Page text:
Public subsidies for billionaires

In a recent episode of The Simpsons, Monty Burns wins control over a professional basketball team and moves the franchise to Springfield. He then convinces the town to build him a new arena. On opening night, he tells the crowd: “Welcome to the American Dream: A billionaire using public funds to build a private playground for the rich and powerful.”

Sound familiar? If not here’s a quote from today’s Toronto Star:

Jim Balsillie will seek public funds to renovate Copps Coliseum if he scores an NHL team for Hamilton. The BlackBerry billionaire would foot the bill for initial upgrades, estimated at about $30 million, to get the arena ready for a team. But when it comes to a long term overhaul of the city-owned facility, which could cost upwards of $150 million, Balsillie would ask Hamilton to “work with the two upper tiers of government to seek infrastructure funding,” said his spokesperson Bill Walker.

Don’t get me wrong. I’m a huge hockey fan and would love to see an NHL franchise go to Hamilton. The NHL’s experiment in expansion to southern US cities, where it does not even snow in winter, has been a disaster, revealed by the ongoing recession.

A facility and team that will ultimately charge big bucks for anyone to attend a game should not be financed by taxpayers. It is a nice reminder that everytime the state spends money it is income in someone’s pocket. Most of the time, government spending is progressive, financing income transfers to those in need and providing good-paying jobs in the public sector, as a recent study by Hugh Mackenzie and Richard Shillington for the CCPA points out. But it is extremely regressive for government to foot the bill for (again, in the words of the Simpsons) “a decadent monument to excess” that subsidizes a billionaire owner, plus senior executives in corporations who will buy boxes (they get subsidized twice over by not having to pay tax on the gain of attending these games, with the companies being able to write off the expense against income) and the merely affluent who can afford to attend the games.

Don’t even get me started on the Olympics.

2 comments

  • Oh arenas are way bigger than the Olympics. Firstly, there is not a single skating arena that breaks even. The energy cost of freezing so much ice and then covering it with scalding hot water after the zamboni’s massive razor blade scrapes over everything, all adds up to a pretty big bill. If it weren’t for the public subsidy, many of these arenas would never exist. It seems like it would only be fair that the rink should be owned by the team and the profits and cost would balance out. But…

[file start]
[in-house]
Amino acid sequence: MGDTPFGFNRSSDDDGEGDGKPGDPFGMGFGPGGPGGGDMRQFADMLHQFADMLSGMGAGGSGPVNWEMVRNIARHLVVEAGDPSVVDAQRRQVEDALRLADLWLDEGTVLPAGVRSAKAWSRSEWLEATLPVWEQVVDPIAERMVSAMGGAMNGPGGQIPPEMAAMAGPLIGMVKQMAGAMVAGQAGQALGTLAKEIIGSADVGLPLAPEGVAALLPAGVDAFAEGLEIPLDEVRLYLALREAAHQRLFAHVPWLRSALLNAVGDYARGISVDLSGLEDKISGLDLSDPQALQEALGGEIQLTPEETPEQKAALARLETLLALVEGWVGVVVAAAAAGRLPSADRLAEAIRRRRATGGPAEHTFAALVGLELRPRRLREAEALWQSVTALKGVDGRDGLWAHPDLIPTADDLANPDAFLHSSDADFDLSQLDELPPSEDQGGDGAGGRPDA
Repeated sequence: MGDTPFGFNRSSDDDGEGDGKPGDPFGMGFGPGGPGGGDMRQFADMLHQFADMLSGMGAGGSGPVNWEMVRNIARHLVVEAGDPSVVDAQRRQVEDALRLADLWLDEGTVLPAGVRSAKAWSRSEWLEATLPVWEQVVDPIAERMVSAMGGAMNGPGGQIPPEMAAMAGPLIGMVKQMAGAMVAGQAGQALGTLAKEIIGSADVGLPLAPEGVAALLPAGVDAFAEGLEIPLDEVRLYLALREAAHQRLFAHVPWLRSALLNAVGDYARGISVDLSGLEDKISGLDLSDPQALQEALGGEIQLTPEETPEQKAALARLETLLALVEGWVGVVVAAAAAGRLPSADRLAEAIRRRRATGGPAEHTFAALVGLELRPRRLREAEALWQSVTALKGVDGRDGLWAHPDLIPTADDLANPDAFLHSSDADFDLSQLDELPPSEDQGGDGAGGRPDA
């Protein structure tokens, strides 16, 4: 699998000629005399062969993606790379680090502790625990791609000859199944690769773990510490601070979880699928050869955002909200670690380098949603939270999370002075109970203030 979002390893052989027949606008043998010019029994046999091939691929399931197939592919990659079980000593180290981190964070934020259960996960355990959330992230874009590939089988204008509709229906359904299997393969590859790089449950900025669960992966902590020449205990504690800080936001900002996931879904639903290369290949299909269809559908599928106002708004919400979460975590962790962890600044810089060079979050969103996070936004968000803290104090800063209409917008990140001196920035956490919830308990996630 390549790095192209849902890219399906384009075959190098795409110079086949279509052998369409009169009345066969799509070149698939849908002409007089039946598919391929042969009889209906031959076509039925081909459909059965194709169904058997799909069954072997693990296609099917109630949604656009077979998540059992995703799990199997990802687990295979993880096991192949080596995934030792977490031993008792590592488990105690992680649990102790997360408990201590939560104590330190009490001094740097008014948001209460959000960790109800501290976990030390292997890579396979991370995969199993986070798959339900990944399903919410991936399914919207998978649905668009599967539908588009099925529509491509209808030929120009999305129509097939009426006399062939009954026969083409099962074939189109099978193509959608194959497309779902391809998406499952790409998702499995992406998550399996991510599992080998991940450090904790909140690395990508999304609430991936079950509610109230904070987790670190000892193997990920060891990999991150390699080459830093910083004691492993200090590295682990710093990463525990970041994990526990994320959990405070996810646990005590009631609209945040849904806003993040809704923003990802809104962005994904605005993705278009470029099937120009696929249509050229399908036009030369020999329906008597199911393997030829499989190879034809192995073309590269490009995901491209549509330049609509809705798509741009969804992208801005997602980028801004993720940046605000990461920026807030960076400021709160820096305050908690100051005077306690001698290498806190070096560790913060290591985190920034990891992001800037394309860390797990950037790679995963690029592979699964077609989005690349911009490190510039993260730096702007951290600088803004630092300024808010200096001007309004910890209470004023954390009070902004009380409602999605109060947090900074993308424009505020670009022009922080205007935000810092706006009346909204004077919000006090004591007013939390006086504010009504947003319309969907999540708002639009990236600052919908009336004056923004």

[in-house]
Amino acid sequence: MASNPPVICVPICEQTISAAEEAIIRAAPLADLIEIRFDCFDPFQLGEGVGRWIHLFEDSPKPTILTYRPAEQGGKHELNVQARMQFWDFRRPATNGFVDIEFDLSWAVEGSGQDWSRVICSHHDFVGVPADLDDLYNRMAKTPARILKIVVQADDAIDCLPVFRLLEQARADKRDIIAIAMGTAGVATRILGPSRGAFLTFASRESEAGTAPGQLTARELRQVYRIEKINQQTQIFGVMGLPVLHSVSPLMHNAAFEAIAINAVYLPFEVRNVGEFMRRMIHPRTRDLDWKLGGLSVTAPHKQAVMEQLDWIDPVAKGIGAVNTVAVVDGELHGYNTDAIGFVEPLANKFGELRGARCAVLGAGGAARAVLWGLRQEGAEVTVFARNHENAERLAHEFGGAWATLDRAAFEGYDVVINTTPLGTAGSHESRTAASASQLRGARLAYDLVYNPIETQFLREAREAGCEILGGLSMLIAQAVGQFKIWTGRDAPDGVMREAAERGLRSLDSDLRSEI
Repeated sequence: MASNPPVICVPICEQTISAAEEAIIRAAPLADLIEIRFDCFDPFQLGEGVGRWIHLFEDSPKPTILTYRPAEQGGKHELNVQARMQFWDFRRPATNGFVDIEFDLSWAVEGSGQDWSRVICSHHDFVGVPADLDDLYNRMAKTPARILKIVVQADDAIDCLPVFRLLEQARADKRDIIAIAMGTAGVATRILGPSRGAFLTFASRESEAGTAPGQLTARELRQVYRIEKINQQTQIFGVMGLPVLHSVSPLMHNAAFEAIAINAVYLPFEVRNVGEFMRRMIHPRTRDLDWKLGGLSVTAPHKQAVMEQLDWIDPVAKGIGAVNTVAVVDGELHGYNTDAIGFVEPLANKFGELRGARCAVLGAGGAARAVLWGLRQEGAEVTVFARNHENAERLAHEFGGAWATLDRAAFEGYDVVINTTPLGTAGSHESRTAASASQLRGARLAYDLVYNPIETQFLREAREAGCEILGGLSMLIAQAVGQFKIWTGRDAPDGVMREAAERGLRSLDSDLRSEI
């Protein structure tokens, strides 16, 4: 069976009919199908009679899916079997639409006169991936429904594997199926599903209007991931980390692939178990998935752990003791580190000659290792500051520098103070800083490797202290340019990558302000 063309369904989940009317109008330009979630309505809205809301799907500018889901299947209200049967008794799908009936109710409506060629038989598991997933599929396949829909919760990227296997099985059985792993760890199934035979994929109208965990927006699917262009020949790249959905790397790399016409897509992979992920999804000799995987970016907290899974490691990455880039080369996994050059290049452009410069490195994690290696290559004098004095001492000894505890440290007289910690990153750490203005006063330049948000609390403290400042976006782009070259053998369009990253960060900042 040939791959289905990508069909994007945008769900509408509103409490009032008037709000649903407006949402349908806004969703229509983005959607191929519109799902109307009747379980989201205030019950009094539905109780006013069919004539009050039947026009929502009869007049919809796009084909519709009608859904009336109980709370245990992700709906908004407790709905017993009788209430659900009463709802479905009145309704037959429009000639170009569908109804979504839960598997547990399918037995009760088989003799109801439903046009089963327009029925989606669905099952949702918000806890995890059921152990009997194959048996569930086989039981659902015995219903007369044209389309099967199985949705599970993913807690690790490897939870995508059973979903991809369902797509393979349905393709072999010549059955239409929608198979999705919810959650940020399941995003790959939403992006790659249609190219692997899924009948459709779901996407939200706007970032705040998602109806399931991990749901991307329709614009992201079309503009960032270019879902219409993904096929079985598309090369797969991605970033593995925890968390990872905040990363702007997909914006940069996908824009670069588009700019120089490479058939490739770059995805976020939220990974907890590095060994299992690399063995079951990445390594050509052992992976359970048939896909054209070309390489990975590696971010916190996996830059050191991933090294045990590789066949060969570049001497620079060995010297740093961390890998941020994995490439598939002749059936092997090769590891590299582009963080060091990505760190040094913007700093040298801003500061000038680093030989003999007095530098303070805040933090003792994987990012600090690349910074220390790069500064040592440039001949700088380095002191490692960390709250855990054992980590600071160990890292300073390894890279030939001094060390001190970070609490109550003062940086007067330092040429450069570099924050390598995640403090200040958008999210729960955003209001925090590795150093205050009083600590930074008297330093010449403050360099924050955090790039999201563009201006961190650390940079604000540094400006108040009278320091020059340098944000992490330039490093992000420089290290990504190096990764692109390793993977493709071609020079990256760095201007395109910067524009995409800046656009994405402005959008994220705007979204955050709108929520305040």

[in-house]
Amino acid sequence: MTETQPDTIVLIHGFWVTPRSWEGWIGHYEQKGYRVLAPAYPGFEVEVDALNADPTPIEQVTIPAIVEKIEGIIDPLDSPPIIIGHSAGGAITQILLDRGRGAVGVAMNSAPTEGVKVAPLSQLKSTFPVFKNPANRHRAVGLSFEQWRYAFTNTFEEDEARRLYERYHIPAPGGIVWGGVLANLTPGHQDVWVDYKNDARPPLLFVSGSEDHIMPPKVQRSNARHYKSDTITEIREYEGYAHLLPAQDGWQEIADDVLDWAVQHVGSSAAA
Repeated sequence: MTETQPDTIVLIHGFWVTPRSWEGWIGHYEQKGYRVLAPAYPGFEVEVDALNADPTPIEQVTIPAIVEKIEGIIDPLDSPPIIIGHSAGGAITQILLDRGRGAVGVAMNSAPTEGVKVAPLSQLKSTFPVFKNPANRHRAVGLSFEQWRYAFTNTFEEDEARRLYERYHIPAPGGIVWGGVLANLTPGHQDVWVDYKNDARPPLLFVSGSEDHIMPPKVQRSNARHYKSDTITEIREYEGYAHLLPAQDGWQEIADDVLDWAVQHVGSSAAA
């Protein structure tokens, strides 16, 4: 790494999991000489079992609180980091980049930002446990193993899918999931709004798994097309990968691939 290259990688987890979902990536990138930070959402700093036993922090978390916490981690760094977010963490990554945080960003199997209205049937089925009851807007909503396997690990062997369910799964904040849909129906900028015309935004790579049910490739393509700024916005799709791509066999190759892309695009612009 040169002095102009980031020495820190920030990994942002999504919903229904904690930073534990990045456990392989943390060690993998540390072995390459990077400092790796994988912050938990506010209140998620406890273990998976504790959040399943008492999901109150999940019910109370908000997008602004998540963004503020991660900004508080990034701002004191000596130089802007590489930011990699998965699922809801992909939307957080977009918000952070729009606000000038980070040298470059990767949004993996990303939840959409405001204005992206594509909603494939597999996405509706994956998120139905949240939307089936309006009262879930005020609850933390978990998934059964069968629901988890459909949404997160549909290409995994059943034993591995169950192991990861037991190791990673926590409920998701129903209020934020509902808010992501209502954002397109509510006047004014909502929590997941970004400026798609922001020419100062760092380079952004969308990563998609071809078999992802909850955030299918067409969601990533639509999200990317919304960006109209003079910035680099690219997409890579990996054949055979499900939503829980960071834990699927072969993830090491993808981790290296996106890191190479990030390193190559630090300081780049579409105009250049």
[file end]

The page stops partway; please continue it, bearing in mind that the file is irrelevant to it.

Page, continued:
Welcome the entertainment-athletics industrial complex. These folks are extremely good at building a fan base and getting people to come out to events and pour their emotions out, all while dishing out hundreds of dollars for sports jerseys. In terms of public consultation on whether to build a subsidized arena, the meetings are always packed with sports fans who are emphatic that people need access to these facilities. And you can imagine the money and talent lined up behind the brochures, the camera work, the acting and the marketing that comes from corporations that do this kind of thing for a living.

    Don’t forget the clustering of “protect our troops,” “built ram tough” and the “go team!” crowds, who in all cases are adamant that this is not political, while putting a democratic front on this sleazy corporate cash grab.

  • Thomas Bergbusch

    Hi All!

    I’m sorry I don’t have anything of value to say about North America’s sports plutocracy.

    However, on a hockey-related note, given the performances of Marc-André Fleury, Sydney Crosby, Pascal Dupuis and Philippe Boucher for the Penquins, I wonder if one of you progressive economists could approach the brilliant Marc Lavoie to get his take on performance differentials in the post-lockout National Hockey League. It seems to me that drafting patterns of NHL teams (or, more important, the composition of team rosters, since the two do not lign up, necessarily, for a variety of reasons, some to do with the NHL salary cap) suggest that the Style-of-Play Thesis has won the day. Aren’t there more francophones, and more talented/skilled hockey players in general, in the national hockey league since the end of clutching and grabbing? I don’t know if Mr. Lavoie has looked into this, but this suggests to me that discrimination, although far from non-existent in hockey, cannot therefore be held to have been responsible for the formerly imbalanced makeup of NHL teams.

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